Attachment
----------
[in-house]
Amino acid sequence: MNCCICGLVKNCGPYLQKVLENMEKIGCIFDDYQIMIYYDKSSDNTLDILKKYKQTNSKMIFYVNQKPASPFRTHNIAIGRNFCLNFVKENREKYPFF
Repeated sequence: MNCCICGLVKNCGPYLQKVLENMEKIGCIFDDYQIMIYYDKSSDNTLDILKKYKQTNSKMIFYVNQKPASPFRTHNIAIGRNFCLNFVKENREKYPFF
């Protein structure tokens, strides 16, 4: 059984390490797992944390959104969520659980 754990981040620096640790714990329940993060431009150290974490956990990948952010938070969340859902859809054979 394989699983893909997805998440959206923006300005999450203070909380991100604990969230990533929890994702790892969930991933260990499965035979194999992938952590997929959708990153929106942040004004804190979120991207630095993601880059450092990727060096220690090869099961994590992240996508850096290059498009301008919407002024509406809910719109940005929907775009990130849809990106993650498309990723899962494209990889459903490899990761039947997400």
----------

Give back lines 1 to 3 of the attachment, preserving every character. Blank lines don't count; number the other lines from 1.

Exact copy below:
[in-house]
Amino acid sequence: MNCCICGLVKNCGPYLQKVLENMEKIGCIFDDYQIMIYYDKSSDNTLDILKKYKQTNSKMIFYVNQKPASPFRTHNIAIGRNFCLNFVKENREKYPFF
Repeated sequence: MNCCICGLVKNCGPYLQKVLENMEKIGCIFDDYQIMIYYDKSSDNTLDILKKYKQTNSKMIFYVNQKPASPFRTHNIAIGRNFCLNFVKENREKYPFF